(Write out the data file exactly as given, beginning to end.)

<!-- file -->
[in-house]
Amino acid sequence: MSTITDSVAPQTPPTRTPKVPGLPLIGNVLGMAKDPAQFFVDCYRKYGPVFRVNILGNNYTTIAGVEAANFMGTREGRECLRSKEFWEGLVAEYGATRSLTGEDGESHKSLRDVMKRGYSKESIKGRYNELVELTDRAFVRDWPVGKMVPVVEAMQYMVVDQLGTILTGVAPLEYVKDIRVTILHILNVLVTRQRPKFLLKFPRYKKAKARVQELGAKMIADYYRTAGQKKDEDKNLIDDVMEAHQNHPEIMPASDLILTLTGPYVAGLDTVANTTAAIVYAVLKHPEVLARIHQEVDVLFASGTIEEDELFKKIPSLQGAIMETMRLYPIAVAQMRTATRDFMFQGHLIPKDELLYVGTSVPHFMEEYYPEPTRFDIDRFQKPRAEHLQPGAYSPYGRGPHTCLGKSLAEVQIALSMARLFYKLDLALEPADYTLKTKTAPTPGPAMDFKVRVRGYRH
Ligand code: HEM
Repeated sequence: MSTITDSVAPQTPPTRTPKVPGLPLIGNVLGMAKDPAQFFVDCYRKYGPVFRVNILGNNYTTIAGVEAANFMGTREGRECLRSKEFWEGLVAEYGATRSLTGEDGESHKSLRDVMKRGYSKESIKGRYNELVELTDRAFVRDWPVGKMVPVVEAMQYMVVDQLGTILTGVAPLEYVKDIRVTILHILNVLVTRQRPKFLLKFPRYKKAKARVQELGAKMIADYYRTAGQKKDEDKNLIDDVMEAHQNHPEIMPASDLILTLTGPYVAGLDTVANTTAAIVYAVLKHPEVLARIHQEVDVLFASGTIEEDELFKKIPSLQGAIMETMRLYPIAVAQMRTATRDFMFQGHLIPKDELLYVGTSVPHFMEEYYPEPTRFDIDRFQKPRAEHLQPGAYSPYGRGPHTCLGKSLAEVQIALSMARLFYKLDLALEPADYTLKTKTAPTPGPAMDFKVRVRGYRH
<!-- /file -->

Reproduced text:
[in-house]
Amino acid sequence: MSTITDSVAPQTPPTRTPKVPGLPLIGNVLGMAKDPAQFFVDCYRKYGPVFRVNILGNNYTTIAGVEAANFMGTREGRECLRSKEFWEGLVAEYGATRSLTGEDGESHKSLRDVMKRGYSKESIKGRYNELVELTDRAFVRDWPVGKMVPVVEAMQYMVVDQLGTILTGVAPLEYVKDIRVTILHILNVLVTRQRPKFLLKFPRYKKAKARVQELGAKMIADYYRTAGQKKDEDKNLIDDVMEAHQNHPEIMPASDLILTLTGPYVAGLDTVANTTAAIVYAVLKHPEVLARIHQEVDVLFASGTIEEDELFKKIPSLQGAIMETMRLYPIAVAQMRTATRDFMFQGHLIPKDELLYVGTSVPHFMEEYYPEPTRFDIDRFQKPRAEHLQPGAYSPYGRGPHTCLGKSLAEVQIALSMARLFYKLDLALEPADYTLKTKTAPTPGPAMDFKVRVRGYRH
Ligand code: HEM
Repeated sequence: MSTITDSVAPQTPPTRTPKVPGLPLIGNVLGMAKDPAQFFVDCYRKYGPVFRVNILGNNYTTIAGVEAANFMGTREGRECLRSKEFWEGLVAEYGATRSLTGEDGESHKSLRDVMKRGYSKESIKGRYNELVELTDRAFVRDWPVGKMVPVVEAMQYMVVDQLGTILTGVAPLEYVKDIRVTILHILNVLVTRQRPKFLLKFPRYKKAKARVQELGAKMIADYYRTAGQKKDEDKNLIDDVMEAHQNHPEIMPASDLILTLTGPYVAGLDTVANTTAAIVYAVLKHPEVLARIHQEVDVLFASGTIEEDELFKKIPSLQGAIMETMRLYPIAVAQMRTATRDFMFQGHLIPKDELLYVGTSVPHFMEEYYPEPTRFDIDRFQKPRAEHLQPGAYSPYGRGPHTCLGKSLAEVQIALSMARLFYKLDLALEPADYTLKTKTAPTPGPAMDFKVRVRGYRH